About Language Tips
(Weekly Language Usage Tips was developed to respond to the needs of fellows, post-docs, and faculty in academic medicine at the University of Pittsburgh. All faults in content and writing are mine alone and not the University’s.)
As most of you know, I spend a lot of time reviewing grant proposals, IRB protocols and other formal writing. Frequently, I see a grammar, spelling, or usage issue that folks get wrong time and time again. Once in a while the mistake is so egregious that I respond pretty vehemently (which accounts for a recent rant about starting a sentence with “as well.”) Since formal writing is so integral to our work (including the receipt of grant awards), I decided to address these issues in a weekly email. The email, Weekly Language Usage Tips, allows me to provide tips on grammar, spelling, usage, and other issues relevant to formal writing.
This blog is designed to be a place where everyone/anyone can comment on the Weekly Language Usage Tips. You can post them anonymously or with your name; it’s up to you. I have been receiving some very interesting comments, and I thought we would all enjoy reading them.
Please note that occasionally, I have seen advertisements on these posts. These have been placed there by WordPress, and I do not endorse them or the companies they represent. It’s the cost of using a free weblog.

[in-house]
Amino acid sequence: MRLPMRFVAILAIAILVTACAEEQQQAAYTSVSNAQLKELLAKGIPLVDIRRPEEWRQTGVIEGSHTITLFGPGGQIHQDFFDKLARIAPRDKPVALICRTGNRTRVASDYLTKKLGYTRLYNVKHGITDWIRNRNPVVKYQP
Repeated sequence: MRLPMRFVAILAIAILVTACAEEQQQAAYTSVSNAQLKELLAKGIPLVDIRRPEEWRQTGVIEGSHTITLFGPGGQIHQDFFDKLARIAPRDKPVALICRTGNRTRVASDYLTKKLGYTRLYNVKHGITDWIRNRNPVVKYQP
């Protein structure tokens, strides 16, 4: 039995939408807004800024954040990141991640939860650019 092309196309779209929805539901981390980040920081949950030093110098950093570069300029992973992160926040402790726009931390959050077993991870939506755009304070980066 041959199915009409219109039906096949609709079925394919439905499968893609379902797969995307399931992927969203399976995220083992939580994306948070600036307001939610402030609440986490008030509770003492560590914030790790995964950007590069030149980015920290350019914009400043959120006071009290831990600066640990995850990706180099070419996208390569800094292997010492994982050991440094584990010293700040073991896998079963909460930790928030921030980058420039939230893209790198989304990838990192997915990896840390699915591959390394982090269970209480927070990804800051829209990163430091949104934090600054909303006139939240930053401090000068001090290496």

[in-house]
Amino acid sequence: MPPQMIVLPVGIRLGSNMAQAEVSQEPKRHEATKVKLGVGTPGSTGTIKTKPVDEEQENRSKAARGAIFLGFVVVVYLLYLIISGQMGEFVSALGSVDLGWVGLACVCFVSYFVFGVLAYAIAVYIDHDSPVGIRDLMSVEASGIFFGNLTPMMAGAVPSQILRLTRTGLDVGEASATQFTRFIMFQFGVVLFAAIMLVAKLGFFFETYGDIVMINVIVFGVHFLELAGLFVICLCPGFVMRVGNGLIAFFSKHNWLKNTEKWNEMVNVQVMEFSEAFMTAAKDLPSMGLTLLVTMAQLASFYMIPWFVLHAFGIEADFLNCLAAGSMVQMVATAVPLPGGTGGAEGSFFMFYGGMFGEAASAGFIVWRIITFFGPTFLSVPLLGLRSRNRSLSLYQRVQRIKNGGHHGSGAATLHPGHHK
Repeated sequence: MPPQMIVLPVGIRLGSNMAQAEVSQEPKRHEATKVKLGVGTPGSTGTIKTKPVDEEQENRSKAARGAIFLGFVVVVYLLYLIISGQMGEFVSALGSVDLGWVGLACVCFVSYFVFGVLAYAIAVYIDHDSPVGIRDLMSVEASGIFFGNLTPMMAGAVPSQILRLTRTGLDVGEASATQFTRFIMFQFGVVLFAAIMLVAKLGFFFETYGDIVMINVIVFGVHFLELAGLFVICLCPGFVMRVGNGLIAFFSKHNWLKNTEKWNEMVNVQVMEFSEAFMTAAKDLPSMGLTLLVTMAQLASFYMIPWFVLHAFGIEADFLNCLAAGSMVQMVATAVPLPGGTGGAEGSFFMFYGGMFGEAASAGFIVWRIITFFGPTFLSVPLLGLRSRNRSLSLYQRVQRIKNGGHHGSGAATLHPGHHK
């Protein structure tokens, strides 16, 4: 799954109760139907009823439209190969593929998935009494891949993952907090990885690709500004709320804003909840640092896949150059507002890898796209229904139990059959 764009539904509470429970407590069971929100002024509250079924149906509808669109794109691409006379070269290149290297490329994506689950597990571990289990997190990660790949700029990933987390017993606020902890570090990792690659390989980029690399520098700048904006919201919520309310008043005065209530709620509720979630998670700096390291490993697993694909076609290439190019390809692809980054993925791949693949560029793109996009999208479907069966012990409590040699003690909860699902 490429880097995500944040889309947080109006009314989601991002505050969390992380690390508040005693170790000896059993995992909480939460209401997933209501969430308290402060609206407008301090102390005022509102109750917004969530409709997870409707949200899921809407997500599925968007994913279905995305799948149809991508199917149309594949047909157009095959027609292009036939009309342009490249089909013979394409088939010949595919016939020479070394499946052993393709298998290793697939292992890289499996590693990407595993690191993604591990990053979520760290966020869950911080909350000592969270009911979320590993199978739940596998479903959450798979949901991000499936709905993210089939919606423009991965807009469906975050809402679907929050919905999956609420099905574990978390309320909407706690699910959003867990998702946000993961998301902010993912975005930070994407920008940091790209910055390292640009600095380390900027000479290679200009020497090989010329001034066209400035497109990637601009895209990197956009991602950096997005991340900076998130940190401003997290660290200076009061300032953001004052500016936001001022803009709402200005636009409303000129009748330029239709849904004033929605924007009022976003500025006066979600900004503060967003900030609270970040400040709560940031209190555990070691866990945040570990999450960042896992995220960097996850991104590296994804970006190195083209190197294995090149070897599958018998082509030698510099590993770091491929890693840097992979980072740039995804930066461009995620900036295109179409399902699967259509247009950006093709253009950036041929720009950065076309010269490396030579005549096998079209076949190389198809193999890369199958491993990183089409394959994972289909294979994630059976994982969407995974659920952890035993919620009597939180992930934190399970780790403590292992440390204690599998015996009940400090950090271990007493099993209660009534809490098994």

One other thing. Some people have wondered why I use single quotation marks instead of double around quotations. The reason is simple. Besides posting here, I also send the posts out as email, and people complained that, for some reason, the double quotation marks messed up their mail programs. So, I changed to single quotation marks. That’s all.
So Welcome to the Language Tips blog! I look forward to hearing from you.
Most commonly used references:
Bryson, B. (2002) Bryson’s Dictionary of Troublesome Words: A Writer’s Guide to Getting it Right. New York, NY: Broadway books.
Fowler, HW. (1965)A Dictionary Modern English Usage, Second Edition. Oxford, UK: Oxford University Press.
Garner, BA.(2009) Garner’s Modern American Usage. Oxford, UK: Oxford University Press.
Goodman, NW, Edwards. MB. (2006) Medical Writing; A prescription for Clarity, Third Edition. Cambridge, UK: Cambridge University Press.
Lynch, J. (2008) The English Language: A user’s guide. Newbury, MA: Focus Publishing.
O’Conner, PT. (2003) Woe is I: the Grammarphobes Guide to Better English in Plain English. New York, NY: Riverhead books.
Walsh, B. (2004) The Elephants of Style. New York, NY: McGraw Hill.